As my baby girl (who’s almost eight!) slept in the recovery room after having her tonsils and adenoids removed, I jumped at the opportunity to just stare at her beautiful face. She was so quiet and still and it has been a very, very long time since I was able to just drink her in. It felt just like when she was an infant and I held her inches from my own cheek to trace her tiny face with my finger. I can’t count the hours I spent just staring at her. I can tell you it wasn’t enough.
As new parents you have so many things to think about. You have all new worries and fears. There is suddenly have someone else to feed and way more laundry to clean. It’s easy sometimes to get caught up in your responsibilities. Here are a few tips that I’ve learned to help keep your eyes on the prize during those hazy days when your baby is so new.
- Take all the time they can to just marvel at your newest family member. Don’t worry about where you should be or what you could be doing or the mounting pile of dirty dishes in the sink. There will be plenty of time for those things later. This time of quiet and stillness and purity will disappear before you know it. Drink it in.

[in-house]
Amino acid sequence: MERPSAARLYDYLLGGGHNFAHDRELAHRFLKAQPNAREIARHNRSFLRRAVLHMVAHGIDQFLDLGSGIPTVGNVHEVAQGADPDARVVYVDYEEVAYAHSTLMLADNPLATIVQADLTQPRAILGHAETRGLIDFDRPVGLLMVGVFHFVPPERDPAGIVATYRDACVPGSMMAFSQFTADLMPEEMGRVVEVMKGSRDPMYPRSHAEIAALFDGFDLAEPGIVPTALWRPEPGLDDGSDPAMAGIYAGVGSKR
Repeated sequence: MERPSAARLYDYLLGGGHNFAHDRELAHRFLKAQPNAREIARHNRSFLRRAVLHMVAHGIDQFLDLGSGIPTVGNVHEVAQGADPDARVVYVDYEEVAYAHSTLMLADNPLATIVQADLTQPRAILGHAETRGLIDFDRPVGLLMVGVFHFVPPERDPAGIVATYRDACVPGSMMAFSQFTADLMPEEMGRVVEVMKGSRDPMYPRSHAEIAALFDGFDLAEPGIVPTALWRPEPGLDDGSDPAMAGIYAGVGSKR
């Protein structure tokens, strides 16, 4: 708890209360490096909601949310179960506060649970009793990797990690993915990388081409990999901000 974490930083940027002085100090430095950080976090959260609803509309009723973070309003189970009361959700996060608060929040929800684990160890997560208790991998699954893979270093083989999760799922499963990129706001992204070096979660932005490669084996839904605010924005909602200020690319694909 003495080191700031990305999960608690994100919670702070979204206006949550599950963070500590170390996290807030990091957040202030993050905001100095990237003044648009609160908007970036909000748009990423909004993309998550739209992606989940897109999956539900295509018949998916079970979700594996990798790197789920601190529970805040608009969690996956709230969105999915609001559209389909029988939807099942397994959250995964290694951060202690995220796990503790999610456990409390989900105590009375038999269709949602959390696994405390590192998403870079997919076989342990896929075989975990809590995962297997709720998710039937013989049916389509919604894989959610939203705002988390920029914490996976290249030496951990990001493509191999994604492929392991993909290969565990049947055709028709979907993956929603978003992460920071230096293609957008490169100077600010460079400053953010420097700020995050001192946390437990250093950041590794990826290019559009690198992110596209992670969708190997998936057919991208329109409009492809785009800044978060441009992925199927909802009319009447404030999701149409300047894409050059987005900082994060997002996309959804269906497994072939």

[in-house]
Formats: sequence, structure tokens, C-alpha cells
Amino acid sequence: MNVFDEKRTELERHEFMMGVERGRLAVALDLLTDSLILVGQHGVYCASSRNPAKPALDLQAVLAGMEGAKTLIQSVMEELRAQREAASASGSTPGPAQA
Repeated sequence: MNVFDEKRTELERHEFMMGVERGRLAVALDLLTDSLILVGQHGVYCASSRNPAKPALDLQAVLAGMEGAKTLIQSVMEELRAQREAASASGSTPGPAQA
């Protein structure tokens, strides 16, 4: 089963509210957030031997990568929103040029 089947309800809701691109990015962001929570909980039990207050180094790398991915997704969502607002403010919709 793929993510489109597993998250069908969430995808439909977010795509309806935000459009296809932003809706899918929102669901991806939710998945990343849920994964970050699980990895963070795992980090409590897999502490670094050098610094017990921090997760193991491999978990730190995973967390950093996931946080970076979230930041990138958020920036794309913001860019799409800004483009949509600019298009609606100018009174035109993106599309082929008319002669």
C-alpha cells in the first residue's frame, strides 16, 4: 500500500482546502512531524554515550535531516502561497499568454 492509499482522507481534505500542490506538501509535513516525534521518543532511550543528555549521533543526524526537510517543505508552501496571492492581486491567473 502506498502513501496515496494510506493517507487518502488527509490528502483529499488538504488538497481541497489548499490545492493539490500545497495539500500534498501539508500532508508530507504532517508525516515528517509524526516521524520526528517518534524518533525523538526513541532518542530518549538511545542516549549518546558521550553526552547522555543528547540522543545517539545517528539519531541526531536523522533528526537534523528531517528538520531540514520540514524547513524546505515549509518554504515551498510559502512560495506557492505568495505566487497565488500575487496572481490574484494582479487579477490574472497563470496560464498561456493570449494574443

- Accept help. If someone asks what you need, tell them. There should be no pride in new parenting. People want to help and you need it. Don’t be afraid to ask. You’ll be eternally grateful for it later.
- Go easy on yourself. This time is magical but it is also overwhelming and terrifying and often those two emotions stand front and center-especially if you are someone who is used to controlling every aspect of your life. I will repeat what my pediatrician told me that saved my life (and possibly my little girl’s too). She said, “there’s nothing you can do in the first three months that is more important than loving that baby. You aren’t setting any behavior precedents in the first three months so don’t worry yet.” What does that mean? Don’t listen to what anyone says about crying babies or sleeping babies or feeding babies. Just love that baby. Pick her up when she cries. Let him sleep on your chest. Get sleep when you can, however you can and don’t worry about anything for the next few months except survival for all.
- And finally, just be still and stare at that sweet face (or faces) as often as you can. It all changes in an instant.
P.S. Looking for more parenting guidance and tips for self-care? Check out From Chaos to Calm a guided training to help you feel better in this tough season.